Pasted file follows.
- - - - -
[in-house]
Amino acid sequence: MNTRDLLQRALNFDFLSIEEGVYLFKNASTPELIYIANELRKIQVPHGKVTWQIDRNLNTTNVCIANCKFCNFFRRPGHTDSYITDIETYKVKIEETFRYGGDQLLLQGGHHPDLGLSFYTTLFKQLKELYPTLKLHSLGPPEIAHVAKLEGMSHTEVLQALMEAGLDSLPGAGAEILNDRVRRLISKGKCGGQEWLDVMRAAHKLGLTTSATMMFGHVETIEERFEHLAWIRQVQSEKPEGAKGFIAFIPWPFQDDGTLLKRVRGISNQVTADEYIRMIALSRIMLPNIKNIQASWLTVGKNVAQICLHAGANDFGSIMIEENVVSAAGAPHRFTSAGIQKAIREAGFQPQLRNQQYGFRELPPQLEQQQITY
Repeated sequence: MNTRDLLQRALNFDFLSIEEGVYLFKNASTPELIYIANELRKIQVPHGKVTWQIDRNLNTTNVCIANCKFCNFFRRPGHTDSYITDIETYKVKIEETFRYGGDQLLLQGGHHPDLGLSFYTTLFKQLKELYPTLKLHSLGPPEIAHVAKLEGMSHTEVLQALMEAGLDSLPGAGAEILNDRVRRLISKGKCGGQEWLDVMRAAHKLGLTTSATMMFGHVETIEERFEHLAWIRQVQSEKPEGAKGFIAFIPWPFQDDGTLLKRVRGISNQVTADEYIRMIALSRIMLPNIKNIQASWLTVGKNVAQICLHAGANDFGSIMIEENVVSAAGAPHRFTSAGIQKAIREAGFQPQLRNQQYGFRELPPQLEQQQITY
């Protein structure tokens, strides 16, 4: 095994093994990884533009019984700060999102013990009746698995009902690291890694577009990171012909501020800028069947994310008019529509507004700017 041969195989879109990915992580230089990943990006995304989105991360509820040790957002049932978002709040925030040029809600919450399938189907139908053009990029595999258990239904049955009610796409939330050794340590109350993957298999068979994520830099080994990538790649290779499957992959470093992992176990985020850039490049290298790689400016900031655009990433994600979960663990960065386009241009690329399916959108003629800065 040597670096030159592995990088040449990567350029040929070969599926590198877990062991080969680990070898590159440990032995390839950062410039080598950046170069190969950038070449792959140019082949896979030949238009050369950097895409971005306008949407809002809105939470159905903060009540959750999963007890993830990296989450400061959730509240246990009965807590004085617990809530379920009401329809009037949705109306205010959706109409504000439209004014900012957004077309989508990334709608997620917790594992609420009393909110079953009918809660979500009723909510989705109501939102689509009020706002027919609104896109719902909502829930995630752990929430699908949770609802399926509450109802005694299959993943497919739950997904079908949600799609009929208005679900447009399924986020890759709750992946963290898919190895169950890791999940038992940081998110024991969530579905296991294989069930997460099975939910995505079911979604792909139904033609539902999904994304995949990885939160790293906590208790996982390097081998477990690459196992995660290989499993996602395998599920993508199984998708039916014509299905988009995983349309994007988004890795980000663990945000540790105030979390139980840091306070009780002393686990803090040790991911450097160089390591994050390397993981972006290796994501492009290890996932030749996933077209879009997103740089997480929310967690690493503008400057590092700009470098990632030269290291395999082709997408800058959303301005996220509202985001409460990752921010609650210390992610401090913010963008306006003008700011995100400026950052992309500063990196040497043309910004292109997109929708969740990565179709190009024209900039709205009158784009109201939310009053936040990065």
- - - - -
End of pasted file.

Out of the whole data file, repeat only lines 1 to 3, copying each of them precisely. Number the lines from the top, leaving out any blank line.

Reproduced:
[in-house]
Amino acid sequence: MNTRDLLQRALNFDFLSIEEGVYLFKNASTPELIYIANELRKIQVPHGKVTWQIDRNLNTTNVCIANCKFCNFFRRPGHTDSYITDIETYKVKIEETFRYGGDQLLLQGGHHPDLGLSFYTTLFKQLKELYPTLKLHSLGPPEIAHVAKLEGMSHTEVLQALMEAGLDSLPGAGAEILNDRVRRLISKGKCGGQEWLDVMRAAHKLGLTTSATMMFGHVETIEERFEHLAWIRQVQSEKPEGAKGFIAFIPWPFQDDGTLLKRVRGISNQVTADEYIRMIALSRIMLPNIKNIQASWLTVGKNVAQICLHAGANDFGSIMIEENVVSAAGAPHRFTSAGIQKAIREAGFQPQLRNQQYGFRELPPQLEQQQITY
Repeated sequence: MNTRDLLQRALNFDFLSIEEGVYLFKNASTPELIYIANELRKIQVPHGKVTWQIDRNLNTTNVCIANCKFCNFFRRPGHTDSYITDIETYKVKIEETFRYGGDQLLLQGGHHPDLGLSFYTTLFKQLKELYPTLKLHSLGPPEIAHVAKLEGMSHTEVLQALMEAGLDSLPGAGAEILNDRVRRLISKGKCGGQEWLDVMRAAHKLGLTTSATMMFGHVETIEERFEHLAWIRQVQSEKPEGAKGFIAFIPWPFQDDGTLLKRVRGISNQVTADEYIRMIALSRIMLPNIKNIQASWLTVGKNVAQICLHAGANDFGSIMIEENVVSAAGAPHRFTSAGIQKAIREAGFQPQLRNQQYGFRELPPQLEQQQITY